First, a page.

Faircloth v. Colvin

Filing 25

MEMORANDUM OPINION AND ORDER that the decision of the Commissioner of Social Security denying plaintiff benefits is AFFIRMED. Signed by Magistrate Judge Katherine P. Nelson on 8/27/2014. (srr)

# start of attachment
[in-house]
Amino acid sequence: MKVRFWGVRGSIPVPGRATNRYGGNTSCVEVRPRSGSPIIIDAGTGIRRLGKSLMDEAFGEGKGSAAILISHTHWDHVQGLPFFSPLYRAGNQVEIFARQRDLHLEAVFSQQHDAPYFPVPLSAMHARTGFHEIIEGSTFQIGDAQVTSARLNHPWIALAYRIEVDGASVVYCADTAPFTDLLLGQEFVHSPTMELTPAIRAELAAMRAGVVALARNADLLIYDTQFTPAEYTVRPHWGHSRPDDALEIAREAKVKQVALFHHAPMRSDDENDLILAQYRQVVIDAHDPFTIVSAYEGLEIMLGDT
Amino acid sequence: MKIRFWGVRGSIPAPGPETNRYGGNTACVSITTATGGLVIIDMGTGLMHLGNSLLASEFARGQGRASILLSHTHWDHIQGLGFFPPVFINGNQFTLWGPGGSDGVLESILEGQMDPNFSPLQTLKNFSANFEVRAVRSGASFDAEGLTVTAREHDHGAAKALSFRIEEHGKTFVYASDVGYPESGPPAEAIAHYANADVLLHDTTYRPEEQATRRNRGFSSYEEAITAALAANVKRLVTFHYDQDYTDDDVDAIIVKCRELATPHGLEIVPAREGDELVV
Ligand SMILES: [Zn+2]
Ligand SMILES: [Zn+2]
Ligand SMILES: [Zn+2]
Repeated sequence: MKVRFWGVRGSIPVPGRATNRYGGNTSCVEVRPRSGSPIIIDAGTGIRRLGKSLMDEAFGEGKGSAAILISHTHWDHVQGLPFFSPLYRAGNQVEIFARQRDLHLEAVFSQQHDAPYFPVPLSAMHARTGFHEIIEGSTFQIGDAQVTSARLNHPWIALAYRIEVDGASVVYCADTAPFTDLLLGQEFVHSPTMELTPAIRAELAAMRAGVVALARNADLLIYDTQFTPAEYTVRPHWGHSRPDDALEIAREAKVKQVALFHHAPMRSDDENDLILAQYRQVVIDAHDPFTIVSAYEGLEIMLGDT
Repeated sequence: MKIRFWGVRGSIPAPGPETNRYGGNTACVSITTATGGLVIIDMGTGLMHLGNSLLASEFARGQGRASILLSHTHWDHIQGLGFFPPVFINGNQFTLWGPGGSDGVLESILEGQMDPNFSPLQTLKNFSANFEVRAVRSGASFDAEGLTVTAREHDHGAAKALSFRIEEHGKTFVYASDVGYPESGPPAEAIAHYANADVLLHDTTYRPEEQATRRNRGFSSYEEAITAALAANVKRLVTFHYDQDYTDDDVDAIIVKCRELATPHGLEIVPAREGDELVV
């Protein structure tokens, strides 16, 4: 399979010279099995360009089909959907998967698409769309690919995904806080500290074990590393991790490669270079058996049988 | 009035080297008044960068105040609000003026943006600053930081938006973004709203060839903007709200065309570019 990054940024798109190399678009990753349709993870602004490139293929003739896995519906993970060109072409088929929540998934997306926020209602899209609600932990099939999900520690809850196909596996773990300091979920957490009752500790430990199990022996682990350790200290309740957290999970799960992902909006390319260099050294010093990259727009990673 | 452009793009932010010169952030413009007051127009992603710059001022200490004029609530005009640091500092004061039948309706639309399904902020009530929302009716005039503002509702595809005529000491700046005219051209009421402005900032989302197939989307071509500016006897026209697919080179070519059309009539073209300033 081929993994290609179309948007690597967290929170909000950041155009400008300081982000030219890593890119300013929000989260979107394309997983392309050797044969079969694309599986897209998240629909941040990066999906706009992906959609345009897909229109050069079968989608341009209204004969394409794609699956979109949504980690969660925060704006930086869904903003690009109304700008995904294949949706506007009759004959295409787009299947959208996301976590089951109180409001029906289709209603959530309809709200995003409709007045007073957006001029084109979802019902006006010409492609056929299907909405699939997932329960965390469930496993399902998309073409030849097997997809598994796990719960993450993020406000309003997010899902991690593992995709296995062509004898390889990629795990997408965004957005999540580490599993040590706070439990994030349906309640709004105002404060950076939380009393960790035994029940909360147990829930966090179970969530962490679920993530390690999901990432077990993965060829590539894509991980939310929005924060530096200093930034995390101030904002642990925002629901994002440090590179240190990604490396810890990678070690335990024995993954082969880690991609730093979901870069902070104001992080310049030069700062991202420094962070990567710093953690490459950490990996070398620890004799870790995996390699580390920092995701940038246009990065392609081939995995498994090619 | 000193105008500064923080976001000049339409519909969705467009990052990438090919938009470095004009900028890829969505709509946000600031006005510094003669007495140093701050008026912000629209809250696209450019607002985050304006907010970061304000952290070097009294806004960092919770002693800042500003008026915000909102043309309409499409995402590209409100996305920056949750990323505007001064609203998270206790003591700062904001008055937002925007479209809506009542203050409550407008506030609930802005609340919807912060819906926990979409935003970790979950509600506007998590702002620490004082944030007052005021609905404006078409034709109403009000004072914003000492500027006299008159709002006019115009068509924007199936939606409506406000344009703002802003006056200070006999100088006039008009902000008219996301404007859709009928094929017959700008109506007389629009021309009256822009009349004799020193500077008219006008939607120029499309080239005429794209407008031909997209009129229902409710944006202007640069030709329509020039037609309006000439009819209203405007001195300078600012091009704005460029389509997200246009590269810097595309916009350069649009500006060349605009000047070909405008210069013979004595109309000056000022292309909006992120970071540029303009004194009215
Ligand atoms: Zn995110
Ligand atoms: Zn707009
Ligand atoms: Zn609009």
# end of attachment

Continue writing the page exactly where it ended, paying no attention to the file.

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IN THE UNITED STATES DISTRICT COURT FOR THE SOUTHERN DISTRICT OF ALABAMA SOUTHERN DIVISION ROBERT HENRY FAIRCLOTH, Jr., ) ) Plaintiff, ) ) v. ) ) CAROLYN W. COLVIN, ) Acting Commissioner of Social Security, ) ) Defendant. ) Civil Action No. 13-00467-N MEMORANDUM OPINION AND ORDER Plaintiff Robert Henry Faircloth, Jr. brings this action, pursuant to 42 U.S.C. §§ 405(g) and 1383(c)(3), seeking judicial review of a final decision of the Commissioner of Social Security denying his applications for disability insurance benefits (“DIB”) and supplemental security income (“SSI”). The parties have consented to the exercise of jurisdiction by, and this case has been ordered referred to, the undersigned United States Magistrate Judge for all proceedings in this Court pursuant to 28 U.S.C. § 636(c). (See Docs. 23 and 24.) Upon consideration of the administrative record (“R.”) (Doc. 15), Faircloth’s brief (Doc. 17), the Commissioner’s brief (Doc. 19), and the arguments presented at the hearing held July 30, 2014 (cf. Docs. 20-22), the Court has determined that the Commissioner’s decision denying Faircloth benefits should be AFFIRMED.1 Any appeal taken from this memorandum opinion and order and simultaneously entered separate judgment may be made directly to the Eleventh Circuit Court of Appeals. (See Doc. 24.) 1 I. Procedural Background Faircloth filed applications for DIB and SSI in late July 2009 (see R. 230-234), alleging a disability onset date of December 12, 2009 (see R. 23, 232). applications were initially denied. (See R. 104-115.) His Hearings were conducted before an Administrative Law Judge on November 15, 2010 (see R. 52-73) and, following remand from the Appeals Council (see R. 95-99),2 on March 21, 2012 (see R. 40-51). On May 18, 2012, the ALJ issued the decision, now before this Court, finding Faircloth not disabled (R. 19-39). Although he sought review from the Appeals Council, the Appeals Council issued a decision declining to review the ALJ’s determination on August 27, 2013 (see R. 1-6)—making that determination the Commissioner’s final decision for purposes of judicial review, see 20 C.F.R. § 404.981—and a complaint was filed in this Court on September 19, 2013 (see Doc. 1). II. Standard of Review and Claims on Appeal In all Social Security cases, a plaintiff (sometimes referred to as a claimant) bears the burden of proving that he or she is unable to perform his or her previous work. Jones v. Bowen, 810 F.2d 1001, 1005 (11th Cir. 1986). In evaluating whether that burden has been met, and thus a claimant has proven that he or she is disabled, the examiner (most often an ALJ) must consider the following four factors: (1) objective medical facts and clinical findings; (2) diagnoses of examining physicians; (3) evidence of pain; and (4) the plaintiff’s age, education, and work The significance of this remand is discussed below, in conjunction with Faircloth’s first asserted error. 2 2 history, see id.; and, in turn, uses a five-step sequential evaluation to determine whether the claimant is disabled, which considers: (1) whether the claimant is engaged in substantial gainful activity; (2) if not, whether the claimant has a severe impairment; (3) if so, whether the severe impairment meets or equals an impairment in the Listing of Impairments in the regulations; (4) if not, whether the claimant has the [residual functional capacity, or] RFC[,] to perform her past relevant work; and (5) if not, whether, in light of the claimant’s RFC, age, education and work experience, there are other jobs the claimant can perform. Watkins v. Commissioner of Soc. Sec., 457 Fed. App’x 868, 870 (11th Cir. Feb. 9, 2012) (per curiam) (citing 20 C.F.R. §§ 404.1520(a)(4), (c)-(f), 416.920(a)(4), (c)-(f); Phillips v. Barnhart, 357 F.3d 1232, 1237 (11th Cir. 2004)) (footnote omitted). If a plaintiff proves that he or she cannot do his or her past relevant work, it then becomes the Commissioner’s burden to prove that the plaintiff is capable—given his or her age, education, and work history—of engaging in another kind of substantial gainful employment that exists in the national economy. Id.; Jones v. Apfel, 190 F.3d 1224, 1228 (11th Cir. 1999); Sryock v. Heckler, 764 F.2d 834, 836 (11th Cir. 1985). Finally, but importantly, although “the [plaintiff] bears the burden of demonstrating the inability to return to [his or] her past relevant work, the Commissioner of Social Security has an obligation to develop a full and fair record.” Shnorr v. Bowen, 816 F.2d 578, 581 (11th Cir. 1987) (citations omitted). The task for this Court is to determine whether the Commissioner’s decision to deny a plaintiff benefits is supported by substantial evidence. Substantial evidence is defined as more than a scintilla, and means such relevant evidence as a reasonable mind might accept as adequate to support a conclusion. 3 Richardson v. Perales, 402 U.S. 389, 401 (1971). “In determining whether substantial evidence exists, [a court] must view the record as a whole, taking into account evidence favorable as well as unfavorable to the [Commissioner’s] decision.” Chester v. Bowen, 792 F.2d 129, 131 (11th Cir. 1986). Courts are precluded, however, from “deciding the facts anew or re-weighing the evidence.” Davison v. Astrue, 370 Fed. App’x 995, 996 (11th Cir. Apr. 1, 2010) (per curiam) (citing Dyer v. Barnhart, 395 F.3d 1206, 1210 (11th Cir. 2005)). And, “[e]ven if the evidence preponderates against the Commissioner’s findings, [a court] must affirm if the decision reached is supported by substantial evidence.” Id. (citing Crawford v. Commissioner of Soc. Sec., 363 F.3d 1155, 1158-59 (11th Cir. 2004)) (emphasis added). On appeal to this Court, Faircloth asserts two reasons why the Commissioner’s decision to deny benefits is in error (i.e., not supported by substantial evidence): (1) The ALJ “committed reversible error by relying on non-examining, reviewing physicians’ opinions to support the unfavorable decision and by failing to order a psychological consultative examination . . . .” (Doc. 16 at 2); and (2) The ALJ erred “committed reversible error . . . [by] failing to find that Plaintiff suffers from the severe impairment of schizophrenia and in failing to consider whether the Plaintiff met, equaled, or medically equaled listing 12.03.” (Id.) The Court will address each separately below. 4 III. A. Analysis Substantial evidence supports the ALJ’s RFC assessment; thus, the ALJ did not err by not ordering a second consultative examination. Faircloth’s first asserted error actually has two parts. First, while Faircloth does not directly argue the ALJ’s RFC determination is not supported by substantial evidence, he implies it is not, by arguing it was error for the ALJ to “rely[] on non-examining, reviewing physicians’ opinions to support the unfavorable decision[.]” (Doc. 16 at 2.) As this Court has held, however, substantial evidence to support an ALJ’s RFC determination need not always include an RFC from a treating or examining physician. See, e.g., McMillian v. Astrue, CA No. 11–00545–C, 2012 WL 1565624, at *4 n.5 (S.D. Ala. May 1, 2012) (noting that decisions of this Court “in which a matter is remanded to the Commissioner because the ALJ’s RFC determination was not supported by substantial and tangible evidence still accurately reflect the view of this Court, but not to the extent that such decisions are interpreted to require that substantial and tangible evidence must—in all cases—include an RFC or PCE from a physician” (internal punctuation altered and citation omitted)); contra Coleman v. Barnhart, 264 F. Supp. 2d 1007 (S.D. Ala. 2003). That said, the ALJ’s [ ] RFC determination must be supported by substantial evidence, which also requires that the ALJ “provide a sufficient rationale to link such evidence to the legal conclusions reached.” Russ v. Barnhart, 363 F. Supp. 2d 1345, 1347 (M.D. Fla. 2005); compare id., with Packer v. Astrue, Civil Action No. 11–0084–CG–N, 2013 WL 593497, at *4 (S.D. Ala. Feb. 14, 2013) (“[T]he ALJ must link the RFC assessment to specific evidence in the record bearing upon the claimant’s ability to perform the physical, mental, sensory, and other 5 requirements of work.” (quoting Salter v. Astrue, No. CA 11–00681–C, 2012 WL 3817791, at *3 (S.D. Ala. Sept. 4, 2012))), aff’d, 542 Fed. App’x 890 (11th Cir. Oct. 29, 2013) (per curiam); see also Hanna v. Astrue, 395 Fed. App’x 634, 636 (11th Cir. Sept. 9, 2010) (per curiam) (“The ALJ must state the grounds for his decision with clarity to enable us to conduct meaningful review. . . . Absent such explanation, it is unclear whether substantial evidence supported the ALJ’s findings; and the decision does not provide a meaningful basis upon which we can review [a plaintiff’s] case.” (internal citation omitted)); Ricks v. Astrue, No. 3:10–cv–975–TEM, 2012 WL 1020428, at *9 (M.D. Fla. Mar. 27, 2012) (“‘The existence of substantial evidence in the record favorable to the Commissioner may not insulate the ALJ’s determination from remand when he or she does not provide a sufficient rationale to link such evidence to the legal conclusions reached.’ Where the district court cannot discern the basis for the Commissioner’s decision, a sentence-four remand may be appropriate to allow him to explain the basis for his decision.” (quoting Russ, 363 F. Supp. 2d at 1347)); Packer, 2013 WL 593497, at *4 (While “the Eleventh Circuit has declined to impose overly rigid requirements when reviewing disability decisions[,] meaningful review . . . requires [that] ALJs [ ] state with clarity the grounds for their decisions.” (internal citations and quotation marks omitted)). Alexander v. Colvin, Civil Action No. 2:12–00607–N, 2013 WL 5176355, at *5 (S.D. Ala. Sept. 13, 2013) (citation modified). The crux of Faircloth’s substantial evidence argument is that the ALJ should have, but failed to, order a second consultative examination. And, thus, without this second consultative examination, he contends, the record lacks substantial evidence to support the ALJ’s RFC determination. (See, e.g., Doc. 16 at 7-8 (“The [ALJ] erred in both failing to order a [second] psychological consultative examination and relying on non-examining, reviewing physician[s] to support her unfavorable decision.”).) To understand this argument better, the procedural background leading up to the ALJ determination appealed to this Court is helpful: An initial hearing was held in November 2010. 6 At the hearing, [counsel for Faircloth,] Mr. Kemmerly[,] requested a psychological consultative examination. The [ALJ] agreed, and ordered a psychological consultative examination. John W. Davis, Ph.D., a psychologist, evaluated the claimant in December 2010 (Exhibit 12F). Dr. Davis found no evidence of a mental impairment. Mr. Kemmerly subsequently filed a brief objecting to Dr. Davis’s report, arguing that it was inconsistent with the record, which shoes a history of treatment for bipolar disorder (Exhibit 12E). Mr. Kemmerly requested that the undersigned either give no weight to Dr. Davis’s opinion, or, in the alternative, hold a supplemental hearing. The undersigned assigned no weight to the opinion of Dr. Davis and therefore did not hold a supplemental hearing (Exhibit 3A [Jan. 21, 2011 decision]). (R. 22.) The Appeals Council remanded the ALJ’s January 21, 2011 decision, finding, “the ALJ did not adhere to the procedures for proffer in addressing . . . written objections [submitted by Mr. Kemmerly], but instead issued an unfavorable decision, indicating that . . . no weight [was afforded to] Dr. Davis’ opinion . . . .” 97.) (R. After remand, [a]t the supplemental hearing held in March 2012, Mr. Kemmerly requested another consultative examination[, arguing] that a post-hearing psychological consultative examination is necessary in order to fully develop the record (Exhibit 25B). (R. 22.) The ALJ, relying on 20 C.F.R. § 404.1519a, denied this request after finding “that the evidence of record is sufficient to support a decision.” (R. 22; see also R. 23.) “‘In determining whether remand is appropriate in cases such as this one, the Court must balance an ALJ’s duty to develop a full and fair record against a claimant’s responsibility to prove disability,’ keeping in mind ‘the nonadversarial nature of Social Security administrative proceedings.’” Hollis v. Colvin, Civil Action No. 12–00659–N, 2013 WL 5567067, at *4 (S.D. Ala. Oct. 9, 2013) (quoting 7 Jenkins v. Colvin, No. CA 2:12–00465–N, 2013 WL 3465190, at *6 (S.D. Ala. July 10, 2013)) (punctuation modified); accord Rivers v. Astrue, 901 F. Supp. 2d 1317, 1327 (S.D. Ala. 2012) (“[A] claimant bears the burden of proving disability and for producing evidence in support of his claim while the ALJ has ‘a basic duty to develop a full and fair record.’” (quoting Ellison v. Barnhart, 355 F.3d 1272, 1276 (11th Cir. 2003) (per curiam))). An ALJ’s affirmative duty to develop a full and fair record, in certain cases, “extends to obtaining a consultative examination when the same would be of benefit in the administrative process.” Waits v. Astrue, No. CV 12–J–2371–NE, 2013 WL 625311, at *4 (N.D. Ala. Feb. 20, 2013) (citing 20 C.F.R. §§ 404.1517, 416.917); accord Cox v. Astrue, No. 5:11–CV–02319–LSC, 2012 WL 4008953, at *5 (N.D. Ala. Sept. 12, 2012) (“The Commissioner’s duty to develop the record includes ordering a consultative examination if one is needed to make an informed decision.” (citing Reeves v. Heckler, 734 F.2d 519, 522 n.1 (11th Cir. 1984), which in turn cited Ford v. Secretary of Health & Human Servs., 659 F.2d 66, 69 (5th Cir. Unit B 1981))). In fulfilling the duty to conduct a full and fair inquiry, the ALJ is not required to order a consultative examination unless the record establishes that such is necessary to enable the ALJ to render a decision. See Ingram v. Commissioner of Soc. Sec. Admin., 496 F.3d 1253, 1269 (11th Cir. 2007) (“The administrative law judge has a duty to develop the record where appropriate but is not required to order a consultative examination as long as the record contains sufficient evidence for the administrative law judge to make an informed decision.”). It is only where a consultative examination is necessary for the ALJ to make a decision due to some conflict, ambiguity, or other insufficiency in the medical evidence that the regulations require an ALJ to order a consultative examination. See 20 C.F.R. § 404.1519a(a)(2) (“When we 8 purchase a consultative examination, we will use the report from the consultative examination to try to resolve a conflict or ambiguity if one exists. We will also use a consultative examination to secure needed medical evidence the file does not contain such as clinical findings, laboratory tests, a diagnosis or prognosis necessary for decision.”), 20 C.F.R. § 404.1519a(b) (“A consultative examination may be purchased when the evidence as a whole, both medical and nonmedical, is not sufficient to support a decision on your claim.”); see also Hawkins v. Chater, 113 F.3d 1162, 1166 (10th Cir. 1997) (“The Secretary has broad latitude in ordering consultative examinations.”). Rivers, 901 F. Supp. 2d at 1327-28 (initial citation modified). “The failure of an ALJ to order a consultative examination, when such an evaluation is necessary to make an informed decision, constitutes justifiable cause for a remand to the Commissioner.” Rease v. Barnhart, 422 F. Supp. 2d 1334, 1372 (N.D. Ga. 2006) (citing Reeves; Ford; Turner v. Califano, 563 F.2d 669 (5th Cir. 1977)). “In determining whether it is necessary to remand a case for development of the record, [a court should] consider[] ‘whether the record reveals evidentiary gaps which result in unfairness or clear prejudice.’” Salazar v. Commissioner of Soc. Sec., 372 Fed. App’x 64, 67 (11th Cir. Apr. 6, 2010) (per curiam) (quoting Brown v. Shalala, 44 F.3d 931, 935 (11th Cir. 1995) (per curiam)); see also Cox, 2012 WL 4008953, at *5 (“Plaintiff must show that the lack of records created an evidentiary gap, resulting in unfairness or clear prejudice.” (citing Edwards v. Sullivan, 937 F.2d 580, 586 (11th Cir. 1991))). Faircloth contends that “[t]he need for further evidence and development was not satisfied with the consultative examination completed by Dr. Davis because no weight was assigned to his report or the opinions contained therein.” (Doc. 16 at 4.) Thus, he contends, “[t]he evidence of record is as conflicting and as ambiguous as it 9 was when Plaintiff first requested a psychological consultative examination.” (Id. at 8.) He supports this argument by noting that the ALJ “assigned great weight to a DDS opinion completed on March 28, 2012, by Dr. Donald E. Hinton, a non-treating, non-examining physician,” which opinion “appears to rely upon and consider the opinion of Dr. Davis—an opinion for which the [ALJ] assigned no weight due to the examination being inconsistent with other medical treatment records.” (Id. at 7-8.) Because the ALJ ordered a consultative examination, but chose not to rely on that evidence to determine Faircloth’s RFC, the Court must take a step back and consider whether any additional evidence—i.e., any consultative examination—was “necessary to make an informed decision” in the first instance. Rease, 422 F. Supp. 2d at 1372. This means the Court will consider whether Faircloth has shown that a lack of record evidence has “created an evidentiary gap, resulting in unfairness or clear prejudice.” Cox, 2012 WL 4008953, at *5.3 Such consideration necessarily includes determining whether, per the regulations, “some conflict, ambiguity, or other insufficiency in the medical evidence” should have required the “ALJ to order a consultative examination.” Rivers, 901 F. Supp. 2d at 1328 (citing 20 C.F.R. § 404.1519a(a)(2)).4 Explained somewhat differently, simply because the ALJ chose to order the initial consultative examination does not necessarily mean the record at that time contained “evidentiary gaps”; thus, the Court cannot accept, at face value, Faircloth’s contention that “[t]he evidence of record [was] conflicting and [ ] ambiguous . . . when Plaintiff first requested a psychological consultative examination.” (Doc. 16 at 8.) 3 4 Faircloth makes a lot of the fact the ALJ failed to assign any weight to a 10 Faircloth has not made this showing, which also means Faircloth has failed to show that the ALJ’s RFC assessment is not supported by substantial evidence. As the ALJ points out at the beginning of her decision, “[i]t is clear from his opinion, [ ] that Dr. Hinton relied on the entire record, not just the opinion of Dr. Davis, in formulating his opinions, including treatment records from Altapointe, the examination finding of Dr. Williams—which show a favorable response to treatment—and [Faircloth’s] activities of daily living (Exhibit 16F).” R. 508.) (R. 23; see also The ALJ also provides that “[t]he opinions of Dr. Koulianos (Exhibits 5F, 6F) and Dr. Hinton (Exhibits 16F, 17F) regarding [Faircloth’s] mental residual functional capacity are consistent.” (Id.) It is also telling, moreover, that Faircloth fails to mention (in his brief) that the ALJ assigned “great weight to the clinical examination findings of Dr. Williams[—a clinical psychologist—](Exhibit 4F)[,]” which the ALJ described as “generally well supported and consistent with the objective medical evidence.” (R. 31 (emphasis added); see also id. (concluding, “In sum, the [RFC] is supported by a preponderance of the most credible evidence of record, including Dr. LaCour’s treatment notes, mental health treatment notes from consultative examination she ordered. But the Court’s analysis as to whether remand is necessary is the same regardless whether a plaintiff asserts an initial or a subsequent consultative examination is required to develop a full and fair record. Compare Rowland v. Colvin, No. 2:13–cv–00001–MOC, 2013 WL 5837632, at *4 (W.D.N.C. Oct. 30, 2013) (“The decision as whether to order another consultative exam is governed by the regulations, which provide that an ALJ ‘may’ or ‘might’ decide to order consultative examination ‘when the evidence as a whole is insufficient to support’ a decision or in order to ‘try to resolve an inconsistency in the evidence.’” (quoting 20 C.F.R. § 404.1519a(b))), with Perrin v. Colvin, Civil No. 3:12cv741–HEH, 2013 WL 5603227, at *6 (E.D. Va. Oct. 11, 2013) (“[N]o duty exists to order a second consultative examination when the ALJ has sufficient information to support his decision.” (citing § 404.1519a(b)’s companion statute, 20 C.F.R. § 416.919a(b))) (emphases added). 11 Altapointe showing a positive response to treatment, the examination findings of Dr. Williams, and the opinions of Dr. Koulianos, Dr. Hinton, and Dr. Cunningham.”).) B. The ALJ did not err with regard to Listing 12.03. Faircloth’s second claim of error is that the ALJ “fail[ed] to find that Plaintiff suffers from the severe impairment of schizophrenia and [ ] fail[ed] to consider whether the Plaintiff met, equaled, or medically equaled listing 12.03.” 8 (citing R. 25).) (Doc. 16 at The ALJ did not ignore schizophrenia in her analysis. At the second step of the sequential evaluation, she stated instead that Faircloth’s “alleged schizophrenia . . . [is a] nonsevere impairment[]. Although [he] reported that he is schizophrenic . . . [, and] the record shows a diagnosis of schizophrenia in 2008 (Exhibit 9F), there is no evidence of a diagnosis of, or treatment for, schizophrenia during the adjudication period[,]” which began July 11, 2009. (R. 25-26; see also R. 24.) In support of this assignment of error, Faircloth relies on a July 3, 2008 diagnosis of schizophrenia (see Doc. 16 at 9 (citing R. 455-457)); cites “[m]edical evidence of record[,]” he contends, “indicates that [he] suffers from both visual and auditory hallucinations, with which he verbally interacts on a daily basis, has anger episodes with aggression, and has mood swings” (id. (citing R. 397-409, 431-447, 449-459, 515-550)); and points to a letter concerning a June 15, 2007 termination from employment, dated November 1, 2010, which states in part that Faircloth “was observed ‘talking to’ a control button, asking the button if he should push it or not” (id. (citing R. 239-240)). 12 As stated above, while Faircloth asserts that the ALJ erred by failing to consider whether he “met, equaled, or medically equaled listing 12.03” (Doc. 16 at 8), it is Faircloth’s burden to demonstrate that an impairment meets or equals a listed impairment. Barron v. Sullivan, 924 F.2d 227, 229 (11th Cir. 1991). To meet a Listing, a claimant must have a diagnosis included in the Listings and must provide medical reports documenting that the conditions meet the specific criteria of the Listings and the duration requirement. 20 C.F.R. § 404.1512(a)-(d); Wilson v. Barnhart, 284 F.3d 1219, 1224 (11th Cir. 2002). An impairment that meets only some of the Listing requirements, no matter how severe, does not qualify. See 20 C.F.R. § 416.925(c)(3) (noting that impairment must meet all of the criteria of that Listing). The ALJ’s finding as to whether a claimant does or does not meet a listed impairment may be implied from the record. Hutchison v. Bowen, 787 F.2d 1461, 1463 (11th Cir. 1986) (holding that the ALJ implicitly found that the claimant did not meet a Listing because it was clear from the record that the ALJ had considered the relevant law and evidence). Furthermore, while the ALJ must consider the Listings in making its disability determination, “it is not required that the [ALJ] mechanically recite the evidence leading to her determination.” Id. Prince v. Commissioner, Soc. Sec. Admin., 551 Fed. App’x 967, 969 (11th Cir. Jan. 2, 2014) (per curiam); see also Riden v. Astrue, No. 3:07–CV–134(CDL), 2008 WL 5255825, at *4 (M.D. Ga. Dec. 15, 2008) (“The Eleventh Circuit Court of Appeals has held that diagnosis alone is insufficient to satisfy the requirements of any listing.” (citing Carnes v. Sullivan, 936 F.2d 1215, 1218 (11th Cir. 1991)). Faircloth has not carried this burden. And it is clear to the Court, moreover, that the evidence the ALJ considered does not support a finding that Faircloth meets or equals Listing 12.03, which “is [c]haracterized by the onset of psychotic features with deterioration from a previous level of functioning.” Jones v. Astrue, No. 1:12– cv–00088–MP–CAS, 2013 WL 2251557, at *4 (N.D. Fla. May 22, 2013) (internal 13 quotation marks omitted).5 As the Eleventh Circuit has held, an ALJ need not “recite the evidence leading to [a] determination” that a claimant does not meet or equal a Listing. Bowen, 787 F.2d at 1463. Here, however, in addition to explicitly questioning whether Faircloth meets the durational requirement for Listing 12.03 (see R. 25-26), the ALJ relied on the clinical examination of Faircloth by Dr. Williams, assigning her findings “great weight” (R. 31; see also R. 29-30). As recounted by the ALJ, Dr. Williams’s impression of Faircloth was bipolar disorder; and she noted he possessed an appropriate affect, was not anxious or nervous, and that he was likely to continue “The required level of severity for [this Listing] is met when the requirements in both [paragraphs] A and B are satisfied, or when the requirements of [paragraph] C are satisfied.” 20 C.F.R. pt. 404, subpt. P, app. 1, Listing 12.03. 5 To satisfy paragraphs A and B, it must be shown that a claimant has either delusions or hallucinations; catatonic or other grossly disorganized behavior; incoherence, loosening of associations, illogical thinking, or poverty of content of speech associated with certain affect; or emotional withdrawal and/or isolation that results in at least two of the following—marked restriction of activities of daily living; marked difficulties in maintaining social functioning; marked difficulties in maintaining concentration, persistence, or pace; and/or repeated episodes of decompensation, each of extended duration. See id. To satisfy paragraph C, a claimant must present [m]edically documented history of a chronic schizophrenic, paranoid, or other psychotic disorder of at least 2 years’ duration that has caused more than a minimal limitation of ability to do basic work activities, with symptoms or signs currently attenuated by medication or psychosocial support, and one of the following: [1] Repeated episodes of decompensation, each of extended duration; [2] A residual disease process that has resulted in such marginal adjustment that even a minimal increase in mental demands or change in the environment would be predicted to cause the individual to decompensate; or [3] Current history of 1 or more years’ inability to function outside a highly supportive living arrangement, with an indication of continued need for such an arrangement. Id. 14 a favorable response to treatment. Such findings, by an examining physician, which the ALJ characterized as “consistent with the objective medical evidence” (R. 31)—along with other, similar evidence cited by the ALJ in her decision—certainly do not support a conclusion that Faircloth meets or equals Listing 12.03. Cf. Hutchison, 787 F.2d at 1463 (an ALJ’s finding as to whether a claimant meets a Listing may be implied from the record). IV. Conclusion Accordingly, it is ORDERED that the decision of the Commissioner of Social Security denying Faircloth benefits is AFFIRMED. DONE and ORDERED this the 27th day of August, 2014. /s/ Katherine P. Nelson KATHERINE P. NELSON UNITED STATES MAGISTRATE JUDGE 15